May 15, 2011
Astronomers Start Search For Alien Life
US astronomers said Friday that they are now listening to the skies for the existence of ETs, using a massive radio telescope in West Virginia to scan for signs of alien life on 86 possible Earth-like planets in the heavens above.
The giant dish began pointing toward each of the planets this week and will gather 24 hours of data on each one. The 86 planets were gleaned from a list of 1,235 planets identified by NASA's Kepler space telescope.
"It's not absolutely certain that all of these stars have habitable planetary systems, but they're very good places to look for ET," University of California at Berkeley graduate student Andrew Siemion told AFP.
The new mission is part of the SETI project -- Search for Extra Terrestrial Intelligence -- which launched in the 1980s.
SETI announced last month that it was shutting down a major part of its project -- the Allen Telescope Array (ATA), which consisted of 42 telescope dishes -- due to budget shortfalls.
ATA began in 2007 and was operated in part by UC Berkeley Radio Astronomy Lab, which has hosted several generations of experiments. ATA was funded by the SETI Institute and the National Science Foundation (NSF).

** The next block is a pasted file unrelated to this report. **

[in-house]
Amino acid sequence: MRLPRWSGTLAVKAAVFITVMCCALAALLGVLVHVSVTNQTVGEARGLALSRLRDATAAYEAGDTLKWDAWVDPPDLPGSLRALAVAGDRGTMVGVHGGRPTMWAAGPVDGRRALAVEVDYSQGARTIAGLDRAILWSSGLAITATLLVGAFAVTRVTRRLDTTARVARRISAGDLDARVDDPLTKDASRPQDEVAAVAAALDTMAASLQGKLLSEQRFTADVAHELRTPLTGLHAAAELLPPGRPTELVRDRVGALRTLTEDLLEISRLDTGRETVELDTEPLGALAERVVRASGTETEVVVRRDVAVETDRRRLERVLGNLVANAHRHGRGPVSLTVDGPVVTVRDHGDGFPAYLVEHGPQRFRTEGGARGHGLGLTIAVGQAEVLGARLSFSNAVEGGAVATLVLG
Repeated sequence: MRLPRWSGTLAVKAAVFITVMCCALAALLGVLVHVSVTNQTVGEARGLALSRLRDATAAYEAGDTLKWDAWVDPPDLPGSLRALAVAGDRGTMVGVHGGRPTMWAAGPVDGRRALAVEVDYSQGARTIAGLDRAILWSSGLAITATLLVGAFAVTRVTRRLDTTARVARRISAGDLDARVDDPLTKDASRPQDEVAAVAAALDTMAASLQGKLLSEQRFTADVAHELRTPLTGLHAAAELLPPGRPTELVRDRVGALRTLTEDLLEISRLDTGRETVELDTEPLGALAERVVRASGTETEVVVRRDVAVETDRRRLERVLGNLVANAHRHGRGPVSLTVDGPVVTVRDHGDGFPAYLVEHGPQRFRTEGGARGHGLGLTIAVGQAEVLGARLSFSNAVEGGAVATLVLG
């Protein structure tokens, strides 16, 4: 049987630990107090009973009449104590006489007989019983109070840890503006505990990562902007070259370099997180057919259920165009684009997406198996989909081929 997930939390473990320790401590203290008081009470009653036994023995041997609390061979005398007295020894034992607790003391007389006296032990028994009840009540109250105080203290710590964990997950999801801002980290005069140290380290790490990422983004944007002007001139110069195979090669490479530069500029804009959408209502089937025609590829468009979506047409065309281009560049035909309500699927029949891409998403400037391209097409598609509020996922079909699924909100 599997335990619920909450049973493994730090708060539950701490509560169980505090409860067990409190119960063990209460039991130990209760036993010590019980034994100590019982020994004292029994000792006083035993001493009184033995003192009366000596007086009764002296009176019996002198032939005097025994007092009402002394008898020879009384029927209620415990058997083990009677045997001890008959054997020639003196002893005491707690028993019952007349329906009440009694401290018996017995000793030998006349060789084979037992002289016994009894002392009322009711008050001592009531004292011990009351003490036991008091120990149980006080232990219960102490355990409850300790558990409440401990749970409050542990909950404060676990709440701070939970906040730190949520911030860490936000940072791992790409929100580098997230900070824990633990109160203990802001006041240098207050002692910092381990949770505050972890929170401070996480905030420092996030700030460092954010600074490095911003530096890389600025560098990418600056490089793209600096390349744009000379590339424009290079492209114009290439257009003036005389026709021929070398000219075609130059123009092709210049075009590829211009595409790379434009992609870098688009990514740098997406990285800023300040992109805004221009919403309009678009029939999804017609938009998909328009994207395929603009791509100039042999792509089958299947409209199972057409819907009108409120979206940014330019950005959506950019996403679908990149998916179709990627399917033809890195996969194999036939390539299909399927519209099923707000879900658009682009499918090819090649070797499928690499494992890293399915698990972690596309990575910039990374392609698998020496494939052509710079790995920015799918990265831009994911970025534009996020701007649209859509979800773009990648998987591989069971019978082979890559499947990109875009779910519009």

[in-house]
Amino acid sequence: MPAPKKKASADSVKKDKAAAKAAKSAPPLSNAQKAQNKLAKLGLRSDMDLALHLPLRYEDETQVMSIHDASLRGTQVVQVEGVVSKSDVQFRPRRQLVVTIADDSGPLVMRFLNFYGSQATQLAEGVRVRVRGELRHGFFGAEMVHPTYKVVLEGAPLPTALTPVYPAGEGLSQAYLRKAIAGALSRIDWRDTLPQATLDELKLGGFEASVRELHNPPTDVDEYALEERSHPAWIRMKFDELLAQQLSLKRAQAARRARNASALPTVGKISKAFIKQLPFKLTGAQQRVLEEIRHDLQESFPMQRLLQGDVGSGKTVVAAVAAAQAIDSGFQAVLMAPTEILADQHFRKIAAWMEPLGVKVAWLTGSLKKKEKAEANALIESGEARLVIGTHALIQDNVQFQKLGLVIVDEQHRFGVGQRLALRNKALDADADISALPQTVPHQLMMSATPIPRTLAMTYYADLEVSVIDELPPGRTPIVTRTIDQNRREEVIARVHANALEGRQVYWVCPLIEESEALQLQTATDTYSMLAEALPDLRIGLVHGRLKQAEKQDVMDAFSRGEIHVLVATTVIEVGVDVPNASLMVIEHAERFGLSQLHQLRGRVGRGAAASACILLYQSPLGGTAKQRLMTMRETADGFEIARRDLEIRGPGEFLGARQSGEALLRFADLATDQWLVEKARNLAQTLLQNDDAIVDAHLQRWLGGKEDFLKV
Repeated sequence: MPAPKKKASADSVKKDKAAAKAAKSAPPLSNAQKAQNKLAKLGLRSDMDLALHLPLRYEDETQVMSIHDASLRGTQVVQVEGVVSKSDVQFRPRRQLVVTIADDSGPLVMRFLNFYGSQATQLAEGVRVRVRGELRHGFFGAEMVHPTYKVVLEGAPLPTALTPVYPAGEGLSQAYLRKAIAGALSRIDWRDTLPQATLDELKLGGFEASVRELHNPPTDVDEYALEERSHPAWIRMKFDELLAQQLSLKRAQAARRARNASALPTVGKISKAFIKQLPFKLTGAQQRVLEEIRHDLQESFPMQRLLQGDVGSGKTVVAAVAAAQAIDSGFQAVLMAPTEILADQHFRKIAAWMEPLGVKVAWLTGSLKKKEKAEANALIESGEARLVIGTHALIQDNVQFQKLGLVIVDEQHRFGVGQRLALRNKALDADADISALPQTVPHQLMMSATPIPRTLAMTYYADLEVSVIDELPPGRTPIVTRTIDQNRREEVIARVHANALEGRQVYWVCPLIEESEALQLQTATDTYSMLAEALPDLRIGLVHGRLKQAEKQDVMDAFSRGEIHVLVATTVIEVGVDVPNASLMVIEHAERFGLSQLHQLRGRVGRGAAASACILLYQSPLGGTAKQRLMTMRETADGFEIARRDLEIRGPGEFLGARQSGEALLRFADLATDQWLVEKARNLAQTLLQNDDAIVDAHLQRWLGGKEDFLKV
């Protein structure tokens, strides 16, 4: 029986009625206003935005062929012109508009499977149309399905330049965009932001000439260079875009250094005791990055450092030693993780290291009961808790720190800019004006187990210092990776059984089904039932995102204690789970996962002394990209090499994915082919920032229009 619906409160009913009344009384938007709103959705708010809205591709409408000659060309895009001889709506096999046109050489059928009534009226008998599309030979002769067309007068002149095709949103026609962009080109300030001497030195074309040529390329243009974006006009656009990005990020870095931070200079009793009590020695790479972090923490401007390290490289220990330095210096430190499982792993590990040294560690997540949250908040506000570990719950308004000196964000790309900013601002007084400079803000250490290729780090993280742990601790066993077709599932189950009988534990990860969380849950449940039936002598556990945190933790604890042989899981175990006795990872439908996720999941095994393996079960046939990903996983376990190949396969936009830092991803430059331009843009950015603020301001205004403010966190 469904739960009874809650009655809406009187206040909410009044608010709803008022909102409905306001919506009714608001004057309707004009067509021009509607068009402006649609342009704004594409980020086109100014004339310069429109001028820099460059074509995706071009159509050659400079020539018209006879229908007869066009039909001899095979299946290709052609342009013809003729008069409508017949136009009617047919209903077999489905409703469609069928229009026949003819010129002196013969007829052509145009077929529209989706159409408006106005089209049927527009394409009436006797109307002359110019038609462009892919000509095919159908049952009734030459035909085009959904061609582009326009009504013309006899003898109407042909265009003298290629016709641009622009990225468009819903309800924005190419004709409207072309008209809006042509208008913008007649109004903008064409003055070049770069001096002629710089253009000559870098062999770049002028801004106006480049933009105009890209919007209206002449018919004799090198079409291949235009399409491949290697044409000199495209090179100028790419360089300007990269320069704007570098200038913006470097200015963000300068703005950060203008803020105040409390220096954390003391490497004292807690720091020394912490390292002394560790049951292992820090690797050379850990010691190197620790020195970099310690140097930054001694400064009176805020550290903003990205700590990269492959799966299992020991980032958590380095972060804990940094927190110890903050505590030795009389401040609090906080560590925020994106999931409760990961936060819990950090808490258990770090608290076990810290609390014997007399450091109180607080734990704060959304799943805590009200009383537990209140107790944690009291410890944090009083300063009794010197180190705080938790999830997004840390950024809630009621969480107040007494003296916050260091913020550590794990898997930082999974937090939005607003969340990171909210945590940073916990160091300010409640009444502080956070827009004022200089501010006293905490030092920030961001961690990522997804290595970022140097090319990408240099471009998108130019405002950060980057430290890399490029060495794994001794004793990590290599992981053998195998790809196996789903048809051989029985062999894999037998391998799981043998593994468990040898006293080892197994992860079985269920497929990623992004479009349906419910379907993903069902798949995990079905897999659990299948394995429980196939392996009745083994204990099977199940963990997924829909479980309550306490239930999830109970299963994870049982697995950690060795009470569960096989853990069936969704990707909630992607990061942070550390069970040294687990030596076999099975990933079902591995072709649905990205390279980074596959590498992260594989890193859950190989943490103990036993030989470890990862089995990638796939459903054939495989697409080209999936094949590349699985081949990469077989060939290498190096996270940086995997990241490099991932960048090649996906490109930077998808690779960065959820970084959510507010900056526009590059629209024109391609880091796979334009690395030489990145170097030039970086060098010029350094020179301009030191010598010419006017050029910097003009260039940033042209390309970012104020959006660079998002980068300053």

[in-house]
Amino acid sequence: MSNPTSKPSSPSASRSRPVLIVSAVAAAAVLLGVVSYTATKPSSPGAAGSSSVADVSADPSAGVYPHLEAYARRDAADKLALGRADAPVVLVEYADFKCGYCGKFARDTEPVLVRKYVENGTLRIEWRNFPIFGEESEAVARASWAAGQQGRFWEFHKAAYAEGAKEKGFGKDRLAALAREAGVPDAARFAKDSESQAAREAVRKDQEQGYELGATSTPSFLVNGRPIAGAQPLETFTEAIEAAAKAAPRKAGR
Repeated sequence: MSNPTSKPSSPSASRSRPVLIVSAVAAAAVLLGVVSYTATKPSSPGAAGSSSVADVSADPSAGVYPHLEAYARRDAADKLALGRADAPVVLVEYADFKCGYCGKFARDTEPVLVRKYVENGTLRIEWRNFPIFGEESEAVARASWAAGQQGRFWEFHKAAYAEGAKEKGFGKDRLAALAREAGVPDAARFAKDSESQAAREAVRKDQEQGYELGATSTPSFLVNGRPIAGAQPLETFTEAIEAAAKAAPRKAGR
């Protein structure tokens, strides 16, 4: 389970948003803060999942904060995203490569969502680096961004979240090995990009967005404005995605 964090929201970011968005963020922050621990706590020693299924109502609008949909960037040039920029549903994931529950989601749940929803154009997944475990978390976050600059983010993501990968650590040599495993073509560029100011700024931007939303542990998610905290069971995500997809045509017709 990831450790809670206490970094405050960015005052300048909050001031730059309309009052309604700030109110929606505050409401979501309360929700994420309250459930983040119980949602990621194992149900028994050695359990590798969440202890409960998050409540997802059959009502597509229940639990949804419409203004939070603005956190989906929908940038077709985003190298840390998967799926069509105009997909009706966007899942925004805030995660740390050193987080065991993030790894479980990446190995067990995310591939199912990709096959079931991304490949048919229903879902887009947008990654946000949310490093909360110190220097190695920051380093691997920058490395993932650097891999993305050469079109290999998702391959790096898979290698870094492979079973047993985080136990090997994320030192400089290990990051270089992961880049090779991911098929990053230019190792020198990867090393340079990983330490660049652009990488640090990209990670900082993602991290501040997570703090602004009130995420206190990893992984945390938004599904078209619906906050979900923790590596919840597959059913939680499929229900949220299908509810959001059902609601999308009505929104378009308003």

Now, astronomers are hoping the powerful Green Bank Telescope will provide valuable information about potential life-supporting planets.
"Our search employs the largest fully steerable radio telescope on the planet, and the most sensitive radio telescope in the world capable of undertaking a SETI search of this kind," said Siemion. "We will be looking at a much wider range of frequencies and signal types than has ever been possible before."
The surface of the telescope is 328 by 360 feet and can record nearly one gigabyte of data per second, Siemion added.
The 8,500-ton telescope became operational in 2000 and is a project of the NSF's National Radio Astronomy Observatory.
"We've picked out the planets with nice temperatures -- between zero and 100 degrees Celsius -- because they are a lot more likely to harbor life," said physicist Dan Werthimer, who heads a SETI project in Puerto Rico.
He said the Arecibo radio telescope in Puerto Rico could not be used to observe the same area of the northern sky as the Green Bank Telescope can. "With Arecibo, we focus on stars like our Sun, hoping that they have planets around them that emit intelligent signals," he said in a statement.
The Green Bank Telescope can scan 300 times the range of frequencies that Arecibo could, meaning that it can collect the same amount of data in one day that Arecibo could in one year.
Astronomers said the project will take about one year to complete, and will employ the aid of nearly a million at-home astronomers, known as SETI@ home users, who will help process the data on their personal computers.
On the Net:
- Search for Extra Terrestrial Intelligence (SETI)
- University of California at Berkeley
- National Science Foundation